St Vincent and the Grenadines General Information
History of the Islands
St Vincent has had an explosive past thanks both to its Carib history and the 3,000ft (950m) Soufriere volcano that dominates the island – but it looks forward to a peaceful future basking quietly in the sun.
This fertile and mountainous island was one of the last in the Caribbean to be colonized by Europeans. When they did move in, the Carib Indian inhabitants put up a fierce struggle to maintain their independence.
You can see evidence of the island’s earliest inhabitants in rock carvings at Layou. You can walk on a nature trail through the lush Buccament Valley to enjoy the sights and sounds of the rainforest. The Trinity Falls, three falls dropping 100ft (30m) to a natural whirlpool, and the 60ft (18m) sheer Falls of Baleine are a must. And you can also take a restorative dip in the Owia Salt Pond.
Volcanic eruptions have deposited ash that acts as a superb fertilizer, making the island a riot of tropical vegetation. There are marvelous botanical gardens near the capital of Kingstown; high on a promontory above the town is Fort Charlotte, the island’s main defense, from which there are wonderful views.
Kingstown is also the jumping off point for The Grenadines, a string of 30 tiny islands spreading south along a 45-mile (72 km) arc. Some are well-developed but never crowded, others are little more than a lonely, unspoiled beach and a collection of houses. Together they all offer some of the best sailing in the world.
You can glide from island to island in an hour or so in trade winds of 10-25 knots, swimming ashore to a beach bar, watching giant sea turtles and bumping into visitors from all over the world for a drink at sunset.
Beautiful St Vincent has remained untouched by mass-tourism. On this 18 by 11-mile island (500 sq km), the hotels, restaurants, and bars retain the charm of a family setting.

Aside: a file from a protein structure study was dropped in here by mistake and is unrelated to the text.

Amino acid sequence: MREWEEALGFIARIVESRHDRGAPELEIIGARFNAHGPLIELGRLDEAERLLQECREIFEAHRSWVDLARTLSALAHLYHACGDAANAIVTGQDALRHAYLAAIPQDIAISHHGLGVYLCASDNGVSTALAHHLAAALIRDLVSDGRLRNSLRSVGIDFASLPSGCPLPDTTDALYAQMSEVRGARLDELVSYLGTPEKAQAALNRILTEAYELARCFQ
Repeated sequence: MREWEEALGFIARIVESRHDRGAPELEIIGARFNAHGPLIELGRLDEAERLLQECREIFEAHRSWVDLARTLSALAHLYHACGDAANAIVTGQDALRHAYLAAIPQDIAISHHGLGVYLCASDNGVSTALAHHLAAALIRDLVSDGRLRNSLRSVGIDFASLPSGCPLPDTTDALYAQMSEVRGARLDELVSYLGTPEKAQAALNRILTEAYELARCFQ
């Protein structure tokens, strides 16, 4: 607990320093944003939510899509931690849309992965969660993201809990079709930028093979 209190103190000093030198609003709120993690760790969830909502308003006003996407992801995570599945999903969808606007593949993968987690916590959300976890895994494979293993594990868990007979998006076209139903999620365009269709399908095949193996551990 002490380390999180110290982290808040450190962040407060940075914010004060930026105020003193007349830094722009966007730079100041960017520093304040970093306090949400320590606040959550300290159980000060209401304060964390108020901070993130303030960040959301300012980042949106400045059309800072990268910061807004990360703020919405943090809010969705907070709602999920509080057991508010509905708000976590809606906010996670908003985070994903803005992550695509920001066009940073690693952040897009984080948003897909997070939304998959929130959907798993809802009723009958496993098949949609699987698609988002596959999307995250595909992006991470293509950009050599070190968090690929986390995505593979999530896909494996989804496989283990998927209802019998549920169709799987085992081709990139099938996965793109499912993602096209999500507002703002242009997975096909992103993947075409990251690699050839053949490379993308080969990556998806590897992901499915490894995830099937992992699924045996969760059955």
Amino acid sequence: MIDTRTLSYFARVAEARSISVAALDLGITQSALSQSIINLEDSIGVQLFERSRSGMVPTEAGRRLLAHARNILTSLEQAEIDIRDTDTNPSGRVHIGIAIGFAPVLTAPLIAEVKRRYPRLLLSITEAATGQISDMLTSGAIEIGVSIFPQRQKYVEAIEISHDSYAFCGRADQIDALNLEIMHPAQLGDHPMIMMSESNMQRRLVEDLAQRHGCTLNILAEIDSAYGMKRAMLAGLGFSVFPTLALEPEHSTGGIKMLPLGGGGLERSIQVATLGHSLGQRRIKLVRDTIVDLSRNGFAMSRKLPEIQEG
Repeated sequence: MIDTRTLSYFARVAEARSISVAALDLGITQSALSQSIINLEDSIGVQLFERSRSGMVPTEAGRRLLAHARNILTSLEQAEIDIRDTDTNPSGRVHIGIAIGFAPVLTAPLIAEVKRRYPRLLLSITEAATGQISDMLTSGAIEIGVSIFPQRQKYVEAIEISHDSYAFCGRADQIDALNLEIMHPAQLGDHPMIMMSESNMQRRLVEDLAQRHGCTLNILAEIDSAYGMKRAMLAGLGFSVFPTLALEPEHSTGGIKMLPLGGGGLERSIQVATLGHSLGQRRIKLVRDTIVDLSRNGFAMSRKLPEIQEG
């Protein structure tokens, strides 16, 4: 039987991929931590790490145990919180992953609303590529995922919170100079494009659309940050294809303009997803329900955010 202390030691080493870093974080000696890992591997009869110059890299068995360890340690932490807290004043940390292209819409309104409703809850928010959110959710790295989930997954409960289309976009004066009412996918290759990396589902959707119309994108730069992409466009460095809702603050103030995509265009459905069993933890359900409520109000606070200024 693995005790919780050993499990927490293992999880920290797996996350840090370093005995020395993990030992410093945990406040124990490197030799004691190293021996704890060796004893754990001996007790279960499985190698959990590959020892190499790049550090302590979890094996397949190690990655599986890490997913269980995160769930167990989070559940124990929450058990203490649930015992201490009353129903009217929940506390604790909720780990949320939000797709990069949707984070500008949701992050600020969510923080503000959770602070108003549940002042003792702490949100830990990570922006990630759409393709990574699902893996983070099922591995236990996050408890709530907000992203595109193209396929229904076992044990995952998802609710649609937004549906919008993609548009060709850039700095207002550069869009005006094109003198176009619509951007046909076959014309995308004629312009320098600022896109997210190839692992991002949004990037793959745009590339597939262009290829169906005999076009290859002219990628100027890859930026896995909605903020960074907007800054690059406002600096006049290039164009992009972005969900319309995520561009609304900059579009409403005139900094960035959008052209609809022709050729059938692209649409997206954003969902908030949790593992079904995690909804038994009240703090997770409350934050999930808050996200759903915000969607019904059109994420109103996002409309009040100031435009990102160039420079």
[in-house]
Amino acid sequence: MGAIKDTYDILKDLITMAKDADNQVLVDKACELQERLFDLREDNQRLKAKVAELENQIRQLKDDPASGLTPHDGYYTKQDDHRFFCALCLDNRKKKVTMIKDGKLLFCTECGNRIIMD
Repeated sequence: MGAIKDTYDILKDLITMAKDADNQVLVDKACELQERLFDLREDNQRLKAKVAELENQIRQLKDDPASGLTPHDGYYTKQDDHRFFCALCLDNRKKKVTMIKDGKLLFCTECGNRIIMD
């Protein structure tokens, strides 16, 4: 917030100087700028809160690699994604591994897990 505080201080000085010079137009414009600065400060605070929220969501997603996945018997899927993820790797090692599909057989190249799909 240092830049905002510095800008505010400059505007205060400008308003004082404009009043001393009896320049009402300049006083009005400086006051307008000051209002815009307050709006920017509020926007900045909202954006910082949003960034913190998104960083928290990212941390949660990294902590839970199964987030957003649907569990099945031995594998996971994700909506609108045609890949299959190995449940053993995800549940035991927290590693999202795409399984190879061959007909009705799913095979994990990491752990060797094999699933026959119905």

- Capital: Kingstown, St Vincent
- Population: 112,000
- Currency: Eastern Caribbean $; US$1=EC$2.68; US$ widely accepted
- Official language: English
- Political status: independent nation, member of the Commonwealth
- Entry requirements: Passports Required for US and Canadian Citizens.
- Area: St. Vincent, 133 square miles (345 sq km). The Grenadines have an area of 17 square miles (44 sq km).
- Religion: mainly Anglican with some Catholic churches.
- Business: Banking hours are 8 am to 1 pm, Monday to Thursday, and also 3-5pm on Fridays. A bureau de change is open at the airport every day, except Sunday, until 5 pm. The main banks are Barclays Bank, Bank of Nova Scotia, Canadian Imperial Bank of Commerce, Caribbean Banking Corp, St Vincent Co-operative Bank, National Commercial Bank of St Vincent and The Grenadines. Shops are open on weekdays, 8am-noon and 1pm-4pm, and on Saturday, 8am-noon. Credit cards are accepted in tourist centers.
- Electricity: 220 volts, 50 cycles.
- Telecommunications: the international dialing code for St Vincent is +1 784 followed by seven digits. On the islands, use the seven digits only.
- Time: GMT-4
CONTACT US today at (321) 777-1707 for more about the Grenadines